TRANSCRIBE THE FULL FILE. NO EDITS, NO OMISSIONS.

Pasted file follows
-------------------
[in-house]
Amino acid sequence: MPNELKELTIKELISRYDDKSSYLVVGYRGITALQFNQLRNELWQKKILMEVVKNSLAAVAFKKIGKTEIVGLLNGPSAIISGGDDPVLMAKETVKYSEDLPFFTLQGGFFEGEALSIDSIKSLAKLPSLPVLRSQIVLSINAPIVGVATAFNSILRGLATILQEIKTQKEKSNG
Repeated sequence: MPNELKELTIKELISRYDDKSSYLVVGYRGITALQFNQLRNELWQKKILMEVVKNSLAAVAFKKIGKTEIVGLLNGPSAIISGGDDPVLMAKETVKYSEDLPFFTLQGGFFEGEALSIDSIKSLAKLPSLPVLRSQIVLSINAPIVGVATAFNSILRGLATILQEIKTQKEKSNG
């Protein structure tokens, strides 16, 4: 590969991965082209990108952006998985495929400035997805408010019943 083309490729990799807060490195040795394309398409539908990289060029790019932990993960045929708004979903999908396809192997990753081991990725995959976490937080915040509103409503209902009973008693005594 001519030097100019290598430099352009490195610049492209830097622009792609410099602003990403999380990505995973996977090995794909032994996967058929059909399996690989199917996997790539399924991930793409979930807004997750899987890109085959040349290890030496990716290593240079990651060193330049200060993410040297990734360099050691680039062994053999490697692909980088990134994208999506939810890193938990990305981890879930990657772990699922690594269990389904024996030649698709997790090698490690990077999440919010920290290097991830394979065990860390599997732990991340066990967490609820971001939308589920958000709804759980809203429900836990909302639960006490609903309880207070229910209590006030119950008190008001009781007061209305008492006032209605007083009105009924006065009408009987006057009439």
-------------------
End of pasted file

[in-house]
Amino acid sequence: MPNELKELTIKELISRYDDKSSYLVVGYRGITALQFNQLRNELWQKKILMEVVKNSLAAVAFKKIGKTEIVGLLNGPSAIISGGDDPVLMAKETVKYSEDLPFFTLQGGFFEGEALSIDSIKSLAKLPSLPVLRSQIVLSINAPIVGVATAFNSILRGLATILQEIKTQKEKSNG
Repeated sequence: MPNELKELTIKELISRYDDKSSYLVVGYRGITALQFNQLRNELWQKKILMEVVKNSLAAVAFKKIGKTEIVGLLNGPSAIISGGDDPVLMAKETVKYSEDLPFFTLQGGFFEGEALSIDSIKSLAKLPSLPVLRSQIVLSINAPIVGVATAFNSILRGLATILQEIKTQKEKSNG
């Protein structure tokens, strides 16, 4: 590969991965082209990108952006998985495929400035997805408010019943 083309490729990799807060490195040795394309398409539908990289060029790019932990993960045929708004979903999908396809192997990753081991990725995959976490937080915040509103409503209902009973008693005594 001519030097100019290598430099352009490195610049492209830097622009792609410099602003990403999380990505995973996977090995794909032994996967058929059909399996690989199917996997790539399924991930793409979930807004997750899987890109085959040349290890030496990716290593240079990651060193330049200060993410040297990734360099050691680039062994053999490697692909980088990134994208999506939810890193938990990305981890879930990657772990699922690594269990389904024996030649698709997790090698490690990077999440919010920290290097991830394979065990860390599997732990991340066990967490609820971001939308589920958000709804759980809203429900836990909302639960006490609903309880207070229910209590006030119950008190008001009781007061209305008492006032209605007083009105009924006065009408009987006057009439």